A while back I read my first Jaswal novel, Erotic Stories for Punjabi Widows. I seriously loved this book. It was charming, witty, and more than a little bit raunchy. If you’d like to read my detailed thoughts, you can see my review here. I didn’t find this novel quite as enjoyable, but it’s still a very worthwhile read.
The three Shergill sisters – Rajni, Jezmeen, and Shirina – have long had an immense gulf between them. On her deathbed, their mother asks of them one thing. She wants them to take a pilgrimage to their homeland of India. They must follow her instructions precisely and make a final journey up the mountain to lay her to rest. Along the way, the sisters will battle each other and their own emotional turmoil as they attempt to fulfill their mother’s final wishes without allowing their own fragile lives to fall apart.
I will admit, this novel started a bit slow for me. I didn’t really like any of the sisters, to be honest. Rajni is infuriatingly severe and stubborn, and more than slightly neurotic. Jezmeen is flippant, silly, and spoiled. Shirina is so meek it comes across as a pathetic kind of weakness. The first third of the book feels like it’s merely the sisters bickering constantly. There is, of course, a purpose for all of this. If there’s one thing Jaswal does well it’s creating a very authentic portrait of life. People are annoying. People are complicated. And most of us are stubborn as hell and completely incapable of reaching across the aisle to understand each other unless we’re forced. And if we don’t know how to communicate, we do it with a vacillating mixture of vociferous argument and pure silence. Basically the first part of this novel is her showing us that this family has some serious healing to do.
Jaswal does a very great job of building suspense. She leaves little hints along the way of things than have come to pass, but she makes us wait before revealing all of it. This is, at once, intriguing and maddening. Ultimately, I like it. It definitely serves its purpose and she has placed herself as one of those authors who knows how to make the mundane aspects of life interesting through adept storytelling. Honestly, when I finally found out what was going on, especially with one of the sisters, it made my blood boil.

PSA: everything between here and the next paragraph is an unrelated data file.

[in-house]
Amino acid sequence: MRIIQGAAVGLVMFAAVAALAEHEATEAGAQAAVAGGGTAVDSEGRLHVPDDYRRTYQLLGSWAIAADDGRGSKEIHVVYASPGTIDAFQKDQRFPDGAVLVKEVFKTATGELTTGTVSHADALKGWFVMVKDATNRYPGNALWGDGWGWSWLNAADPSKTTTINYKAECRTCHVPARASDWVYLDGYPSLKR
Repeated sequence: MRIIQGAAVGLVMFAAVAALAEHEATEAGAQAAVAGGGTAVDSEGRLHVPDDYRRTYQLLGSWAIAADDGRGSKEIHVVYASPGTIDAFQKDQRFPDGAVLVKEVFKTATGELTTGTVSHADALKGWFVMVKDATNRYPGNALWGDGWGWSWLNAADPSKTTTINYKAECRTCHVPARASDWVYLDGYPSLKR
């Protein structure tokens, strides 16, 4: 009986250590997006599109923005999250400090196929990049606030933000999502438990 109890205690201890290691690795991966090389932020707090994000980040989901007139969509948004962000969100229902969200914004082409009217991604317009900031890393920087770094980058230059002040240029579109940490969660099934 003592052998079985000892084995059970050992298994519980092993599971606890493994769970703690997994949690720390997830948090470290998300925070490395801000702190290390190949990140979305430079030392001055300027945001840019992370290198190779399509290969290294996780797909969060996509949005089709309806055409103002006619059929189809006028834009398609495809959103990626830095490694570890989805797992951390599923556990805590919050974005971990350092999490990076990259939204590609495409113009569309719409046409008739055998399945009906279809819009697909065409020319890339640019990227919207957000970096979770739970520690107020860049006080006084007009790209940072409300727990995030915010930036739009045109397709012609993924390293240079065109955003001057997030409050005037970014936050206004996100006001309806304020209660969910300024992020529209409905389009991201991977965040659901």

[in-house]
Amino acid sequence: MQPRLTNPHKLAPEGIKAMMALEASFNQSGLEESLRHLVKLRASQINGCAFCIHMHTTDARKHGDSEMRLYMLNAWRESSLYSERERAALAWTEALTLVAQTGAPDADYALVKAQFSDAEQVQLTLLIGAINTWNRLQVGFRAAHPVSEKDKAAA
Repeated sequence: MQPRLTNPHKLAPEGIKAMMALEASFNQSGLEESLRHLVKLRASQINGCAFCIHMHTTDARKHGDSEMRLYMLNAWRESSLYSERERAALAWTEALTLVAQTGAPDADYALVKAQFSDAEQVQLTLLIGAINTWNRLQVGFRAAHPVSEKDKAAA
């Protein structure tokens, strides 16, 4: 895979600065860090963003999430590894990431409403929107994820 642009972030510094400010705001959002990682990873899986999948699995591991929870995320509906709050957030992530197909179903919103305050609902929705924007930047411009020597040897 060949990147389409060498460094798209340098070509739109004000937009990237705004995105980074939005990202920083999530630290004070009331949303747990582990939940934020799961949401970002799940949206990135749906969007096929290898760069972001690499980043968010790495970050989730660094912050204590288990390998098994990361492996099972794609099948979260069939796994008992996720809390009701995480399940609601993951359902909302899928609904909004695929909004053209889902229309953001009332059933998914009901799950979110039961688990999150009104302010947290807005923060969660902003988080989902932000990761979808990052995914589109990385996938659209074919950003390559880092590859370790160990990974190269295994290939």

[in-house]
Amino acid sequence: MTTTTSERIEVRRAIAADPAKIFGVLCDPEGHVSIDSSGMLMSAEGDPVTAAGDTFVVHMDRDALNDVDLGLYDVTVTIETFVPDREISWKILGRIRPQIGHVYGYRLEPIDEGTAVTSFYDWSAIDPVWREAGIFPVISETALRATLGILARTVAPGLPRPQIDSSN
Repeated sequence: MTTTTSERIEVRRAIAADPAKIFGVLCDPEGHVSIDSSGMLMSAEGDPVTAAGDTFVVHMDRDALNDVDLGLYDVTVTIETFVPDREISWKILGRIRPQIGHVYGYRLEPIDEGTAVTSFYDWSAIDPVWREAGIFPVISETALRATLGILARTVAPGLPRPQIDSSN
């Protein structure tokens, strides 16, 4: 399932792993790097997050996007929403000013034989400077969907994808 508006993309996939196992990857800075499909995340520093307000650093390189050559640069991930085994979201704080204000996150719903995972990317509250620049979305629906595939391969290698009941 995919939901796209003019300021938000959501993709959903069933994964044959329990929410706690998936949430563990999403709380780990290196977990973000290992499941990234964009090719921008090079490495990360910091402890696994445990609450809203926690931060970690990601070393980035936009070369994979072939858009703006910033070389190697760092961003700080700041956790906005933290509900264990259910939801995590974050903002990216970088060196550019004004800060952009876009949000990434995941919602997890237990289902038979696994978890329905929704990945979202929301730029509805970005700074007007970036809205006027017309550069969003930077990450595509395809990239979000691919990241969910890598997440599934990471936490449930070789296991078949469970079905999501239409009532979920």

I was so wrapped up in the story by the end, I didn’t realize I had actually grown to like and respect these three sisters. All three of them had extremely difficult obstacles in their lives, and the things that made them stand out as irritating or weak were actually those parts of them that proved their resilience. Honestly, life for women can be so difficult. No matter your country of origin or culture, it’s full of socially constructed difficulties that shouldn’t exist and shouldn’t be condoned. Women either respond by bending to the will of the oppressor or risking their own health and safety to defy the oppressor. Either way, there are usually disastrous consequences. Each of the Shergill sisters dealt with different obstacles, but she responded in a completely different way.
Honestly, by the end, I felt like I understood each of them. It’s similar to when you meet a person and you just really don’t click initially. This happens to me a lot, because I’m very socially awkward. If you pair me with a person much like myself, it’s a great big ball of awkwardness and we really don’t know what to say to each other. But after enough time, if we’re able to connect the ways we are alike, something magical happens and those people could become my closest friends. If an author can do this with a character in a mirror of life, that’s an effective narrative. Characters should never be perfect, because perfect is not authentic. They should be effective. They should generate some form of raw emotion in the reader besides either liking or not liking them. We should deeply understand exactly WHY we do or don’t like them. We don’t honestly have to LIKE a character to think they are a good character. Honestly, sometimes it’s more fun if we don’t. I think Jaswal has mastered this in her craft.
As far as pacing goes, I really don’t have any complaints. Yes, I mentioned it started slow, but it started slow for a reason. I actually think we needed to slog through the initial stages that set up the context for the family dynamic. Once this book got going, it forged ahead at the perfect pace. I listened to the audiobook, narrated by Soneela Nankani and Deepti Gupta. It was very well done and highly enjoyable, so I recommend this format. It exceeded the average length I usually choose for audiobooks at just over 13 hours, because if I have a longer book I’d rather read it off the page, but I honestly didn’t notice because it was such an engaging read. Overall, I highly recommend this book. It’s mostly light and breezy, but it brings in some very difficult themes, especially toward the end. 4 Stars.
Published April 30, 2019 by harperAudio. ASIN B07NY9TB61. Narrated by Soneela Nankani and Deepti Gupta. Runtme 13hrs 10 mins.